Clarinet in Bb
Horn in F
February 2nd, 2017
Pale Blue. Winter Winds
Nicholas Goodwin, flute; Aidan Dugan, oboe; Nicholas Brown, clarinet
Michael Mikulka, horn; Adam Drake, bassoon; Andrew Q. Langman, piano
conducted by Tiffany Galus
Bates Hall at the University of Texas at Austin
Richard and Mildred Loving became an accidental symbol of the civil rights movement, following their marriage in 1958 and their conviction on charges of miscegenation by courts in the Commonwealth of Virginia. Richard was white and Mildred was of African- and Native-American decent, and their marriage was a direct violation of Virginia’s Racial Integrity Act of 1924. The Virginia government argued it was God’s will to keep the races from separate and that intermarrying was a violation of His design. They also argued that interracial unions were contrary to centuries of tradition and would break down the social order and the moral development of all citizens. In 1967, the Lovings’ case was taken to the Supreme Court who overturned interracial marriage bans across the United States and ruled that marriage is a basic civil right not to be infringed by racially discriminatory laws. Throughout the legal process, Mildred was the voice for her family and for the many other couples and families in this country who had been victims of institutionalized racism.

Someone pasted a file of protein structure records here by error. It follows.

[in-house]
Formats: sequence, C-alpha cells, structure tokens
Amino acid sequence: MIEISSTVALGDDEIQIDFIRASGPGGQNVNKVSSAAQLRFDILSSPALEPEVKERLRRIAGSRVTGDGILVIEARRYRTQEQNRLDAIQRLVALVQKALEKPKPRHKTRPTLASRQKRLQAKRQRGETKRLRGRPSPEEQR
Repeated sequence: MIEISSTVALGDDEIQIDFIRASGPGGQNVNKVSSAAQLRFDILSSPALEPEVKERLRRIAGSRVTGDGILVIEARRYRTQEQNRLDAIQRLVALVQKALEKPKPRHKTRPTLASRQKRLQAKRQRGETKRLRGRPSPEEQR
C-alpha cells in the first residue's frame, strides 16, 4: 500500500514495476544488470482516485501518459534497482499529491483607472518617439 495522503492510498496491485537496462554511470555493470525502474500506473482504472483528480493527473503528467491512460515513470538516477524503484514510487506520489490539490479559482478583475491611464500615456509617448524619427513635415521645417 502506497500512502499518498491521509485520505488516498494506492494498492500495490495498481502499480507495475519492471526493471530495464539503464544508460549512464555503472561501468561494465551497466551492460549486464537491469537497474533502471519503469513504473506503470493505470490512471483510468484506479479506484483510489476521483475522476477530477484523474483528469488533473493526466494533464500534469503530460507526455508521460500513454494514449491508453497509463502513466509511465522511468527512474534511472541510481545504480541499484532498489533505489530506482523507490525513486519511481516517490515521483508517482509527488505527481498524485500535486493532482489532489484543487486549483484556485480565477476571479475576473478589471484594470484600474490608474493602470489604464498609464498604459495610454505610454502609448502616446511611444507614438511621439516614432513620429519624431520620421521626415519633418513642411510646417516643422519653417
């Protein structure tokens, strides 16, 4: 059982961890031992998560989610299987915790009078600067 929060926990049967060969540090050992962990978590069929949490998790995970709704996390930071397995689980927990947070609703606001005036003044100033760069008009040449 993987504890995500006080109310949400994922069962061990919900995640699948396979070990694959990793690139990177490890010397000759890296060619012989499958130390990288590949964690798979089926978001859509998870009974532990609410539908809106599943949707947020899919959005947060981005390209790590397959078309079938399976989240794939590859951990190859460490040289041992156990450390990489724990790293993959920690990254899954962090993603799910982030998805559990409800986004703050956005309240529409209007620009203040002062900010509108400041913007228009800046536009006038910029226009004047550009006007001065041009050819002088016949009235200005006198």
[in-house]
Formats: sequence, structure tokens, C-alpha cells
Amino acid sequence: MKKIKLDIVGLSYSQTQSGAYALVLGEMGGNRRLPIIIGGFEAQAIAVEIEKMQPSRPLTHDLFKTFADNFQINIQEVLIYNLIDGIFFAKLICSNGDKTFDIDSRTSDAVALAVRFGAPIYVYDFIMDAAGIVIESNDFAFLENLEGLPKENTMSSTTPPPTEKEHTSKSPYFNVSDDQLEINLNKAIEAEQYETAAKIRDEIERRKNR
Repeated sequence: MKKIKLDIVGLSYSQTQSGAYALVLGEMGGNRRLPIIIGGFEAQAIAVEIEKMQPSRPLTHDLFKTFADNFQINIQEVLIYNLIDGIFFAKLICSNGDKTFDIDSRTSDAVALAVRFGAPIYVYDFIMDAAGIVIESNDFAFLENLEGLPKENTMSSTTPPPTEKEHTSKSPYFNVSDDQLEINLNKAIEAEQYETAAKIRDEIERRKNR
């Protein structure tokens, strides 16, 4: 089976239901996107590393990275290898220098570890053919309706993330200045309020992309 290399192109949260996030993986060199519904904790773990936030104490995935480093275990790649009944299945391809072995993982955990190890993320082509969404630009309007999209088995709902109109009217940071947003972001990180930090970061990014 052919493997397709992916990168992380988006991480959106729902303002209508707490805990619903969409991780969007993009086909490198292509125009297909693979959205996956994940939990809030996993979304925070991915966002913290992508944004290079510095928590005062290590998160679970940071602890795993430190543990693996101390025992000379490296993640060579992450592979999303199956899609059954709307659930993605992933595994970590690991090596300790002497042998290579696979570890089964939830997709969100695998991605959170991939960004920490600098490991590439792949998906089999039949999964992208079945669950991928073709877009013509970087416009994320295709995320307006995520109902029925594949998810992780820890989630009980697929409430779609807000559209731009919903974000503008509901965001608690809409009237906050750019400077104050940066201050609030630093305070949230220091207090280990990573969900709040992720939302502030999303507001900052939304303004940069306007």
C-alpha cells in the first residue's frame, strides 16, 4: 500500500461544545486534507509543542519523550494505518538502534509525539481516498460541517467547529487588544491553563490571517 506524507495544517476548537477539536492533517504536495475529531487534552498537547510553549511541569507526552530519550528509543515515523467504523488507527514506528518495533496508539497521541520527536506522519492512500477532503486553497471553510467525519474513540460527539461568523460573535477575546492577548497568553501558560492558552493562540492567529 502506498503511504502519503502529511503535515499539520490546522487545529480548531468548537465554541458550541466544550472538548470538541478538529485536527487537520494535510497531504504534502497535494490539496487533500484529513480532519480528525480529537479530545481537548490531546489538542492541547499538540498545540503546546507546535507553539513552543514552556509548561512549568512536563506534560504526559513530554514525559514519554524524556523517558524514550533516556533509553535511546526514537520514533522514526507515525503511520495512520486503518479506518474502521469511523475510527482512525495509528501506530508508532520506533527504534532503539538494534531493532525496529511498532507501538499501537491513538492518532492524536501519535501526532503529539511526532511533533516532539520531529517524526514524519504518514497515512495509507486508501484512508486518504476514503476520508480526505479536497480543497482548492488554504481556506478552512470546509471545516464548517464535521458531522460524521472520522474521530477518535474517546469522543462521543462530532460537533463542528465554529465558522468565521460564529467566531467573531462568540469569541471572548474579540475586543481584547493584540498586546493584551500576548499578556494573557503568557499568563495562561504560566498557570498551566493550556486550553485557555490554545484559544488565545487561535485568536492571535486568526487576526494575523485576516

This chamber movement is the opening sinfonia of a vocal cantata that addresses the struggles this couple lived through and the changes in law and society that Mildred saw during her lifetime. It is a 21st-century take on an 18th-century wedding cantata.